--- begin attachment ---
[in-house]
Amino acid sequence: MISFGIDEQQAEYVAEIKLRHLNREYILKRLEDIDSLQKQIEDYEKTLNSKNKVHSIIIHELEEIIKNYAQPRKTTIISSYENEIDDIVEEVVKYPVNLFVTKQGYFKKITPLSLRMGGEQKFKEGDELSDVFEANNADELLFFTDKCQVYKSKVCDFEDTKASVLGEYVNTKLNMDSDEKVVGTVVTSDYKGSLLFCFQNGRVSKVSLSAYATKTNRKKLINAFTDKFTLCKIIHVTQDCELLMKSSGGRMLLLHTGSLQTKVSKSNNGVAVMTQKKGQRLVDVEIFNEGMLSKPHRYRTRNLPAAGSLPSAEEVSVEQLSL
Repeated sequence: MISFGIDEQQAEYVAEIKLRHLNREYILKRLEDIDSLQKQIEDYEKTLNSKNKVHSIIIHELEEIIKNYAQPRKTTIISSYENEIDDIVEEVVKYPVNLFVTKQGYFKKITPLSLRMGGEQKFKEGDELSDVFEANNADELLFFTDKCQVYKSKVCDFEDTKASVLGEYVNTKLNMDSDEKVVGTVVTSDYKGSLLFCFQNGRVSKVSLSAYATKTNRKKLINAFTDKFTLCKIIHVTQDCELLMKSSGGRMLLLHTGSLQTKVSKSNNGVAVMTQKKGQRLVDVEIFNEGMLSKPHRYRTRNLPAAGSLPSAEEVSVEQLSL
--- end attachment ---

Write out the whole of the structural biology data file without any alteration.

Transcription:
[in-house]
Amino acid sequence: MISFGIDEQQAEYVAEIKLRHLNREYILKRLEDIDSLQKQIEDYEKTLNSKNKVHSIIIHELEEIIKNYAQPRKTTIISSYENEIDDIVEEVVKYPVNLFVTKQGYFKKITPLSLRMGGEQKFKEGDELSDVFEANNADELLFFTDKCQVYKSKVCDFEDTKASVLGEYVNTKLNMDSDEKVVGTVVTSDYKGSLLFCFQNGRVSKVSLSAYATKTNRKKLINAFTDKFTLCKIIHVTQDCELLMKSSGGRMLLLHTGSLQTKVSKSNNGVAVMTQKKGQRLVDVEIFNEGMLSKPHRYRTRNLPAAGSLPSAEEVSVEQLSL
Repeated sequence: MISFGIDEQQAEYVAEIKLRHLNREYILKRLEDIDSLQKQIEDYEKTLNSKNKVHSIIIHELEEIIKNYAQPRKTTIISSYENEIDDIVEEVVKYPVNLFVTKQGYFKKITPLSLRMGGEQKFKEGDELSDVFEANNADELLFFTDKCQVYKSKVCDFEDTKASVLGEYVNTKLNMDSDEKVVGTVVTSDYKGSLLFCFQNGRVSKVSLSAYATKTNRKKLINAFTDKFTLCKIIHVTQDCELLMKSSGGRMLLLHTGSLQTKVSKSNNGVAVMTQKKGQRLVDVEIFNEGMLSKPHRYRTRNLPAAGSLPSAEEVSVEQLSL